Originally posted 2020-05-01 06:05:44.

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Rhode Island Comic Con Panel Recap: Choose Your Realm, Westeros or Hogwarts?




Courtesy of Co-director, Lindsey DeLuca.

Rhode Island Comic Con was held at the Rhode Island Convention Center and Dunkin’ Donuts Center this year from November 1-3. Nerds and Beyond joined the large crowds of people that were in attendance for an amazing time at the biggest show in the smallest state.

One of the highlights of the weekend was the variety of celebrity Q&A panels that were available for attendees to sit in on. Keep reading for our recap of two of the panels that were not to be missed!

Courtesy of Rhode Island Comic Con.

Winter is coming (really), and what better way to usher in the White Walkers’ favorite season than a chat with Alfie Allen (Theon Greyjoy) and Kristian Nairn (Hodor)? The Game of Thrones panel, aptly titled “One More Trip to Westeros,” was an excellent and insightful journey.

The panel began with a question about how the actors felt now that Game of Thrones is over. Nairn reflected on Hodor and explained that he initially wondered how much he could bring to the character, as he wanted him to be real, not a ridiculed laughing stock. He then realized that he was able to convey something beautiful and human with Hodor, which was very apparent on-screen. Allen, meanwhile, said that he had a specific and unique journey because his character was initially hated and ridiculed (before Theon’s big comeback!). He feels that it’s interesting to look back on it objectively now and is ultimately eternally grateful to have been a part of the show.

Because of what his character went through on the show, Allen discussed how he has a lot of conversations with people now about mental health. He went on to say that in regards to being able to talk about it, being honest, and being a symbol for it, he “can’t think of anything better.”

When asked if there was a character on Game of Thrones that they wish their own character had gotten a chance to have a scene with, Nairn replied that he would have liked to have worked with Charles Dance (who portrayed Tywin Lannister). They were then asked if they would like to have played any other character, and Allen said Ramsey (because there’s a lot of license to do what you like in that role), and Nairn said Varys or Brienne.

Allen, when someone inquired as to which scene in Game of Thrones that they were most proud of, referred back to the scene in season 6, episode 1 where Brienne and Pod show up to save Sansa and Theon. Allen described a moment (which he said was small but important to him) where Theon had been staring at Sansa, but turns his gaze to the ground when she looks over at him. He explained that this small reaction was not planned, he just naturally did it because it felt right, and he really liked how the scene turned out.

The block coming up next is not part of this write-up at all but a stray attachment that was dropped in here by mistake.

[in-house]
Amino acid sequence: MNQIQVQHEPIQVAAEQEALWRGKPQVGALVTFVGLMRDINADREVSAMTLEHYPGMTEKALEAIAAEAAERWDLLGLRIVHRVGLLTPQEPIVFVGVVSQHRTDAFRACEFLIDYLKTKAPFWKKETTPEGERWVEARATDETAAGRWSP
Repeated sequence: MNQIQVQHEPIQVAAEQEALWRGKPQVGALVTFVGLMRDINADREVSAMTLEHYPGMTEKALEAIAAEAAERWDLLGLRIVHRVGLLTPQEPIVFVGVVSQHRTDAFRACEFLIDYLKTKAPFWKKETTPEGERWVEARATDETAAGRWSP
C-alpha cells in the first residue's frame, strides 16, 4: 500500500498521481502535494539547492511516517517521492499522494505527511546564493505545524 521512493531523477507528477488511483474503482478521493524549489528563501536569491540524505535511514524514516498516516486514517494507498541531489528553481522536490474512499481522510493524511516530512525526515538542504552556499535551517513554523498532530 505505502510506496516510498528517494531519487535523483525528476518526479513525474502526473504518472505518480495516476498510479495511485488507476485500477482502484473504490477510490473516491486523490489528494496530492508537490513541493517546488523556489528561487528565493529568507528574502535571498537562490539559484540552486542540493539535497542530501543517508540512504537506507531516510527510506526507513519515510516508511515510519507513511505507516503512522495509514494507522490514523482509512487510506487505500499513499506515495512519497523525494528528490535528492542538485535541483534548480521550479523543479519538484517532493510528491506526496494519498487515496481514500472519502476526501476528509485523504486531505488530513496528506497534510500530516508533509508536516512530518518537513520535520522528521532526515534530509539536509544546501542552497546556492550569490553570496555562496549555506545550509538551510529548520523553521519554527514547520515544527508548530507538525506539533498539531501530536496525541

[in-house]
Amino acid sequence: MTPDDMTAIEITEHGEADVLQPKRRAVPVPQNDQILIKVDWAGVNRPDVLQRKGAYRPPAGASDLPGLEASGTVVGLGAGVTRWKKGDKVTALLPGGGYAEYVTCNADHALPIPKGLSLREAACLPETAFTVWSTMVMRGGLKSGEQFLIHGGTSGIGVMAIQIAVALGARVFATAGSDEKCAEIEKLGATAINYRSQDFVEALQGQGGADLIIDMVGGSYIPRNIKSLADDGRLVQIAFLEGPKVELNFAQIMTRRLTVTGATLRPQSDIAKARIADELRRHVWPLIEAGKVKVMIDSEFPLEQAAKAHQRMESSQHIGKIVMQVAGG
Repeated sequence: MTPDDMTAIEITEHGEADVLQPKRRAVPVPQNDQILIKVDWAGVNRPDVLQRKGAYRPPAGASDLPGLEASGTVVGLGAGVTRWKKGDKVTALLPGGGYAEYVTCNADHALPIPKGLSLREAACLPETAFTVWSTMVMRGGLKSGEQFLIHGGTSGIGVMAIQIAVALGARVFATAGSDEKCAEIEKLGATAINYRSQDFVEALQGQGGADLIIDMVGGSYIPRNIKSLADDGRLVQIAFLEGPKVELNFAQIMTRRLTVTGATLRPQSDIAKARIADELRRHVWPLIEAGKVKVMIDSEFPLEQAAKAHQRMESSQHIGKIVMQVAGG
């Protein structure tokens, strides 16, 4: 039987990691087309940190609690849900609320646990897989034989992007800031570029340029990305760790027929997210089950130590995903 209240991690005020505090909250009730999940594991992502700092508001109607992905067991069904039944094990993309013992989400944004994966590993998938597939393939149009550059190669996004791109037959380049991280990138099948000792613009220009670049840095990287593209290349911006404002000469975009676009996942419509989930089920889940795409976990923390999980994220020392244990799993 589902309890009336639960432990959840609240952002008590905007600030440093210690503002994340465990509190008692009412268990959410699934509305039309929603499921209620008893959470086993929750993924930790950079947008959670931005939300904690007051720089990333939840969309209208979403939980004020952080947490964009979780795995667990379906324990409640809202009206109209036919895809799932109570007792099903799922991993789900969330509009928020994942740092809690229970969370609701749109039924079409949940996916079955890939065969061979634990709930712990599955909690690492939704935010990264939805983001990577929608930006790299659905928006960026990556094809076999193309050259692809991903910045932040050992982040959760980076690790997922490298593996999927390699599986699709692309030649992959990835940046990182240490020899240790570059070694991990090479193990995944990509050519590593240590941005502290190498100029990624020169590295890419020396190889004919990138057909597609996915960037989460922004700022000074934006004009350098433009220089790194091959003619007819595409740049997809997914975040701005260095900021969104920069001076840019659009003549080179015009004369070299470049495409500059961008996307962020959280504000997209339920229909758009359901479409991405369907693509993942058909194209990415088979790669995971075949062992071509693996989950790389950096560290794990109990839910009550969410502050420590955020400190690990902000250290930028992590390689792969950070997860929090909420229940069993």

Nairn, of course, referred to the infamous door scene. He laughed as he reflected on how many doors were involved throughout various takes, and also explained that there were a lot of emotions because filming fell on his birthday, and those were his last few days on set.

Allen was asked what made him say yes to the role of Theon Greyjoy. He explained how big of a deal it was at the time for someone to have a chance to work with HBO, especially in England! He said that it didn’t seem real to him that he could potentially be a part of an HBO show, as he was actually watching HBO’s The Wire at the time. Interestingly enough, Allen actually auditioned for the roles of Jon Snow and Robb Stark before eventually taking on the role of Theon.

The topic of off-camera moments was brought up, and Allen launched into a tale about a time when he, Richard Madden (Robb Stark), and Kit Harington (Jon Snow) went out to a club (which Nairn was DJing at!) and found themselves in a bit of trouble. Trouble being defined as Allen inviting himself up on stage to do his own “routine” amongst the ladies that were up there performing. Unsurprisingly, he was quickly removed from the establishment.

Nairn, meanwhile, went on to discuss how one of his first days of filming ended up being one of his toughest days on set. As he was new to the acting world, he didn’t really know what to expect. He specifically referenced the scene in which Tyrion presents Bran with his newly fitted saddle, and Hodor then has to carry Bran. Nairn quickly learned about how difficult the repetition of filming scenes can be — eight times!

When asked about their previous knowledge of Game of Thrones before working on the show, Nairn stated that he knew nothing about the book series and hadn’t even heard of it. However, when he told his mother he was auditioning, she “freaked out” and told him to say yes if he got the part. She was the one that encouraged him to take on what ended up being his first professional acting role!

Allen had not read the books, and when he later asked if he should, he was told that they would leave that up to him. Though he did start reading them, he eventually stopped because the direction of the story changed as the show took on a life of its own. He also laughed as he remarked how he looks nothing like the book version of Theon.

Overall, Allen and Nairn’s panel was an absolute delight. It was a pleasure to hear about their experiences working on such a huge and epic series that has meant so much to so many people. 

Courtesy of Rhode Island Comic Con.